Bower, Efron win National Medal of Science
Psychology Professor Emeritus Gordon H. Bower and statistics Professor Bradley Efron have been selected to receive the 2005 National Medal of Science, the White House announced Tuesday. Established by Congress in 1959 and administered by the National Science Foundation, the medal is the nation's highest scientific honor.
Bower's and Efron's medals bring the number awarded to scholars at Stanford, including the Hoover Institution, to 34.
Bower, the Albert Ray Lang Professor of Psychology, Emeritus, was cited "for his unparalleled contributions to cognitive and mathematical psychology, for his lucid analyses of remembering and reasoning and for his important service to psychology and to American science."
He retired in 2005 following a 46-year career at Stanford and is considered one of the nation's leading experimental psychologists and learning theorists. In 2002, he was ranked 42nd on a list of the 100 most eminent psychologists of the 20th century in a study published by the Review of General Psychology.
Bower, 74, is a cognitive psychologist specializing in experimental studies of human memory, language comprehension, emotion and behavior modification. A native of Scio, Ohio, he earned his doctorate from Yale University in 1959. In the summer of 1957, Bower won a fellowship to attend a workshop at Stanford on mathematical learning theory. He so impressed the Stanford faculty during the workshop that he was offered a job before he even finished his degree. Bower never left Stanford, and from 1978 to 1982 served as chair of the Psychology Department and from 1983 to 1986 as associate dean of the School of Humanities and Sciences. His leadership and research have helped to make the Stanford department the leading psychology department in the nation.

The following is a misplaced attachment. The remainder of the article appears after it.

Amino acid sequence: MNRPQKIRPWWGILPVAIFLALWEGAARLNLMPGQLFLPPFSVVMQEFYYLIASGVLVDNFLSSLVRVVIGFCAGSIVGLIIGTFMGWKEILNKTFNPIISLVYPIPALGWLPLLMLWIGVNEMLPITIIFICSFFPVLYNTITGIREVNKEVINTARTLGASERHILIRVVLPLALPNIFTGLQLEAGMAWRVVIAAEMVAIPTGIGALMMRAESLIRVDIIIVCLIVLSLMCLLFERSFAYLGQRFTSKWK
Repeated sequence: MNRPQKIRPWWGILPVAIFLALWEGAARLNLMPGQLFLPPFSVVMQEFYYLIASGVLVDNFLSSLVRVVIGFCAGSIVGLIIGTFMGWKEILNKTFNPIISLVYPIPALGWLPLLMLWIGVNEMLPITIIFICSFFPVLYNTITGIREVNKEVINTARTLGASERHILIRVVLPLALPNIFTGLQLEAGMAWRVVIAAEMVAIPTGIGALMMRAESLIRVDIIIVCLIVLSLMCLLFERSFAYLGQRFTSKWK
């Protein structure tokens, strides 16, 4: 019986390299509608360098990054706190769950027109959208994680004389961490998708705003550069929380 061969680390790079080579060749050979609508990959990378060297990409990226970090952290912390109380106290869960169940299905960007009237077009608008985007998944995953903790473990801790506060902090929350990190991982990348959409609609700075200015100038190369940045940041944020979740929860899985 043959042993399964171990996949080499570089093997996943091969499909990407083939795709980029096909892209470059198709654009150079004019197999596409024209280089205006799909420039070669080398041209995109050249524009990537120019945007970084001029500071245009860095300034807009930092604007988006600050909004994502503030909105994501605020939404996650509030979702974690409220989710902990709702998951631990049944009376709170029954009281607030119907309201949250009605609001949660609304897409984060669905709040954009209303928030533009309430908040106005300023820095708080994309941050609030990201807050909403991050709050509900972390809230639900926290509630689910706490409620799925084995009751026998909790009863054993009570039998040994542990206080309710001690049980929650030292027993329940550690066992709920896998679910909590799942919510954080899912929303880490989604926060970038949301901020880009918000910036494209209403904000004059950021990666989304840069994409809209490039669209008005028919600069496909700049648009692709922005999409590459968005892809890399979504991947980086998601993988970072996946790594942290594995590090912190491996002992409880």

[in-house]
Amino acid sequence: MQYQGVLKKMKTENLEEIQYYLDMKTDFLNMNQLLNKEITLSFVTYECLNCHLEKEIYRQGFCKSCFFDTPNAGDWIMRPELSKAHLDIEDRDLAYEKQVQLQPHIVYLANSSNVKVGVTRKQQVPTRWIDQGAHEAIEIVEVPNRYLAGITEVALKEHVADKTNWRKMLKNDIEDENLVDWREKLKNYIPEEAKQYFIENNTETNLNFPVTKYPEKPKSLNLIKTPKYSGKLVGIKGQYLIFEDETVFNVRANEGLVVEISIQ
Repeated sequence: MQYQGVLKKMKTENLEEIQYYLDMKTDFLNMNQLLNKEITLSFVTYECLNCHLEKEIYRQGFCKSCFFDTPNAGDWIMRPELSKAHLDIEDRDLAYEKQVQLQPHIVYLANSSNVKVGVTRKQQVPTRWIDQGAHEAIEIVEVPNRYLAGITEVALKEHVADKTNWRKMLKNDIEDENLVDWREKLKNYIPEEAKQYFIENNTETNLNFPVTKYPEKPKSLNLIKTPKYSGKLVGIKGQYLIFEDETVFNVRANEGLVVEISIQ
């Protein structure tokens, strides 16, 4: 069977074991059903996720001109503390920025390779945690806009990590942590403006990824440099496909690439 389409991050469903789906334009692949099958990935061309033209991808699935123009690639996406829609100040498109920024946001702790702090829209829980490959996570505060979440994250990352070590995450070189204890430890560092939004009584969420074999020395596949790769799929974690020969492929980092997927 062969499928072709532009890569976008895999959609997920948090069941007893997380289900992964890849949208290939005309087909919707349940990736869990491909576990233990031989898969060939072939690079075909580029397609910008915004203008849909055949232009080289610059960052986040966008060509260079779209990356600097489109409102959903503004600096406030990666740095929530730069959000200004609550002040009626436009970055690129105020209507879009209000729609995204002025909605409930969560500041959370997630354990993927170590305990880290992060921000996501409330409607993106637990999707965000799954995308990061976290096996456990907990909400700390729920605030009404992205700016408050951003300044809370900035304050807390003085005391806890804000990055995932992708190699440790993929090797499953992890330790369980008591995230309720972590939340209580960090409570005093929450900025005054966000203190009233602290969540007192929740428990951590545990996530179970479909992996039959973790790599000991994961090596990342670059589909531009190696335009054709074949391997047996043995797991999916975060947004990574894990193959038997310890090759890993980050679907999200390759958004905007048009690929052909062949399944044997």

Efron, the Max H. Stein Professor and Professor of Statistics and of Health Research and Policy, was cited "for his contributions to theoretical and applied statistics, especially the bootstrap sampling technique; for his extraordinary geometric insight into nonlinear statistical problems; and for applications in medicine, physics and astronomy."
He invented the bootstrap method, a general computer-based way of attaching plus-or-minus values to a statistical estimate (as in, for example, "57 percent of the public plus or minus 3 percent are in favor of subsidizing public utilities"). His focus on methodologies useful in diverse fields has helped make Stanford's Department of Statistics America's top-ranked department in the discipline.
Efron, 69, is one of the world's most often-cited mathematical scientists. He earned his doctorate in statistics from Stanford in 1964 and joined the Stanford faculty in 1965. Winner of a 1983 MacArthur Prize, he has served as president of the American Statistical Association and of the Institute of Mathematical Statistics.
The other 2005 National Medal of Science laureates are Jan D. Achenbach (Northwestern University), Ralph A. Alpher (Dudley Observatory), Anthony S. Fauci (National Institutes of Health), Tobin J. Marks (Northwestern University), Lonnie G. Thompson (Ohio State University) and Torsten N. Wiesel (Rockefeller University).
"The National Medal of Science honors individuals for pioneering scientific research in a range of fields, including physical, biological, mathematical, social, behavioral and engineering sciences, that enhances our understanding of the world and leads to innovations and technologies that give the United States its global economic edge," said a White House statement.